In Alzheimer-prone brain regions, metabolism and risk-gene expression are strongly correlated

Fengdan Ye, Quentin Funk, Elijah Rockers, Joshua M. Shulman, Joseph C. Masdeu, Belen Pascual

Research output: Contribution to journalArticlepeer-review

7 Scopus citations


Neuroimaging in the preclinical phase of Alzheimer's disease provides information crucial to early intervention, particularly in people with a high genetic risk. Metabolic network modularity, recently applied to the study of dementia, is increased in Alzheimer's disease patients compared with controls, but network modularity in cognitively unimpaired elderly with various risks of developing Alzheimer's disease needs to be determined. Based on their 5-year cognitive progression, we stratified 117 cognitively normal participants (78.3 ± 4.0 years of age, 52 women) into three age-matched groups, each with a different level of risk for Alzheimer's disease. From their fluorodeoxyglucose PET we constructed metabolic networks, evaluated their modular structures using the Louvain algorithm, and compared them between risk groups. As the risk for Alzheimer's disease increased, the metabolic connections among brain regions weakened and became more modular, indicating network fragmentation and functional impairment of the brain. We then set out to determine the correlation between regional brain metabolism, particularly in the modules derived from the previous analysis, and the regional expression of Alzheimer-risk genes in the brain, obtained from the Allen Human Brain Atlas. In all risk groups of this elderly population, the regional brain expression of most Alzheimer-risk genes showed a strong correlation with brain metabolism, particularly in the module that corresponded to regions of the brain that are affected earliest and most severely in Alzheimer's disease. Among the genes, APOE and CD33 showed the strongest negative correlation and SORL1 showed the strongest positive correlation with brain metabolism. The Pearson correlation coefficients remained significant when contrasted against a null-hypothesis distribution of correlation coefficients across the whole transcriptome of 20 736 genes (SORL1: P = 0.0130; CD33, P = 0.0136; APOE: P = 0.0093). The strong regional correlation between Alzheimer-related gene expression in the brain and brain metabolism in older adults highlights the role of brain metabolism in the genesis of dementia.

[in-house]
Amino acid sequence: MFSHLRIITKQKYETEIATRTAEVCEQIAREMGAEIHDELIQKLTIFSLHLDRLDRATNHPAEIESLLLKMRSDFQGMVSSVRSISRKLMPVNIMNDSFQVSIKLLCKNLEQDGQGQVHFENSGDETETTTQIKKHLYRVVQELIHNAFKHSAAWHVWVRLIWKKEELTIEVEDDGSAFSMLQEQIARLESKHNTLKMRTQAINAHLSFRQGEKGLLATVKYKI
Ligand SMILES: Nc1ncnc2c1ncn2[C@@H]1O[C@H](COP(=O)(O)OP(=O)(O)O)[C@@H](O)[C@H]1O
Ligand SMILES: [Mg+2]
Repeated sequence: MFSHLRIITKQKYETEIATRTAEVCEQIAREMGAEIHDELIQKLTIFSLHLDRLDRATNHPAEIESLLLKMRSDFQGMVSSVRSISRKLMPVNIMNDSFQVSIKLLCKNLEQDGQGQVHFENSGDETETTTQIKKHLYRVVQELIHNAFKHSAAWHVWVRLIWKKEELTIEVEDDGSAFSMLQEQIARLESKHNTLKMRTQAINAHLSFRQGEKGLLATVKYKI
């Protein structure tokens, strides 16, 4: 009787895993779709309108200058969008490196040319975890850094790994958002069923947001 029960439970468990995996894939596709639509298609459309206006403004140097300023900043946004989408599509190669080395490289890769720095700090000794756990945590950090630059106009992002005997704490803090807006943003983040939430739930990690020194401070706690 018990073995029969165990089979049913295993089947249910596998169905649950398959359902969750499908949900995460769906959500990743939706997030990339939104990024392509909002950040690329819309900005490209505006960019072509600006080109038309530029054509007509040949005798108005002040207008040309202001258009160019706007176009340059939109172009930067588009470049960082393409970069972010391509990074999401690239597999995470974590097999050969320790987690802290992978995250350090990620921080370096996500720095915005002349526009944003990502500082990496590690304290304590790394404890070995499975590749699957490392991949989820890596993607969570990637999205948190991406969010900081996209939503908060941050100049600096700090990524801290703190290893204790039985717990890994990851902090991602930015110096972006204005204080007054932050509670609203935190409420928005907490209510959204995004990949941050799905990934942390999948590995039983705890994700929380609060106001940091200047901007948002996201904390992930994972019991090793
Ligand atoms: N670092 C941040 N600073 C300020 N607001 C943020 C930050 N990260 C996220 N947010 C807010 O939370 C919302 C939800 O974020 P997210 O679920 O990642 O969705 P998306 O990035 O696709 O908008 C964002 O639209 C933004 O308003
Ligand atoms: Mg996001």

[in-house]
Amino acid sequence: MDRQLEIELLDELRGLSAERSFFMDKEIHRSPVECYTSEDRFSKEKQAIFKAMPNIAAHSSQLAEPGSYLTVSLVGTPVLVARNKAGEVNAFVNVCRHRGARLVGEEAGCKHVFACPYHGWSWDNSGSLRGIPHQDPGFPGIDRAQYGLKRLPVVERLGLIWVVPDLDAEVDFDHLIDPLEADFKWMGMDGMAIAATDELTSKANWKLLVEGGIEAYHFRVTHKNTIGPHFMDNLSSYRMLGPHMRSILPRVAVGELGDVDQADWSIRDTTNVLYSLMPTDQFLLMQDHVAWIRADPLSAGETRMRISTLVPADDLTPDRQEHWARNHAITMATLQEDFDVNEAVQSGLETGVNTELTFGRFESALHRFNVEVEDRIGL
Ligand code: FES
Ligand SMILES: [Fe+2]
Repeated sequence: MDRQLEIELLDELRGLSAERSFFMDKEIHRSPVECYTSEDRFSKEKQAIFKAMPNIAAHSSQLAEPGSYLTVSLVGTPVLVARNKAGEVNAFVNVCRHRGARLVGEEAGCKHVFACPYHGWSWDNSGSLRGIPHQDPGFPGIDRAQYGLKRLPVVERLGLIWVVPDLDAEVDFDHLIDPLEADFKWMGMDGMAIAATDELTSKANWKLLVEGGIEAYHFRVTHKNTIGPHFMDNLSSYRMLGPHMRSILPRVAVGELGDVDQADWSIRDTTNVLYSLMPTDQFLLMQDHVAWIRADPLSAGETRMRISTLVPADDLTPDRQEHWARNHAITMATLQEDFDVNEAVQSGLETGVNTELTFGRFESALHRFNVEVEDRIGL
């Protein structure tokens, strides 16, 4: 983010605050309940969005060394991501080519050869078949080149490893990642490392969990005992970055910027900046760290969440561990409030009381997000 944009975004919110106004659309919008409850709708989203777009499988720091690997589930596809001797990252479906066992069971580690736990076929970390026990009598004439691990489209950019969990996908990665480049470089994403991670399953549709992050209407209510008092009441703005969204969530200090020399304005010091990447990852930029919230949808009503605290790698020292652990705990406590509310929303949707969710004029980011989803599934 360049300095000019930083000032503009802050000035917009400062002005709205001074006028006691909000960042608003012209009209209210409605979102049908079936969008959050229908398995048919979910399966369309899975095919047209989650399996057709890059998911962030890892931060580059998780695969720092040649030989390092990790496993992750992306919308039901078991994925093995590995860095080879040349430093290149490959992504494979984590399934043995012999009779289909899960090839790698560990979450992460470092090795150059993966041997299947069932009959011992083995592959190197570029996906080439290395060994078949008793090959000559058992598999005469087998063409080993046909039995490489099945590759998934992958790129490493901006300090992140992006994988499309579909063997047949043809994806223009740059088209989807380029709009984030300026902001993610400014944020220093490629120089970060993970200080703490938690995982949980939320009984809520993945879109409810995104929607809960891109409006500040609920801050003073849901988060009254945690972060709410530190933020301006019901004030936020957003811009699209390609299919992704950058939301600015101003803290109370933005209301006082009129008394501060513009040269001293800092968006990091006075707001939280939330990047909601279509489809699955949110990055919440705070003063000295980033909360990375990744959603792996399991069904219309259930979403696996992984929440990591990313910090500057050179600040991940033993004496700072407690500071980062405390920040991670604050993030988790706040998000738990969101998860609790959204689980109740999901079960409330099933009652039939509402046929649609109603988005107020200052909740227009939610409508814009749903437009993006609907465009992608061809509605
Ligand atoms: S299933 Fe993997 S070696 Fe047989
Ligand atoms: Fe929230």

Original languageEnglish (US)
Article numberfcac216
JournalBrain Communications
Issue number5
StatePublished - 2022


  • AHBA gene expression
  • APOE
  • Alzheimer's disease
  • SORL1
  • brain metabolism

ASJC Scopus subject areas

  • Neurology
  • Psychiatry and Mental health
  • Biological Psychiatry
  • Cellular and Molecular Neuroscience


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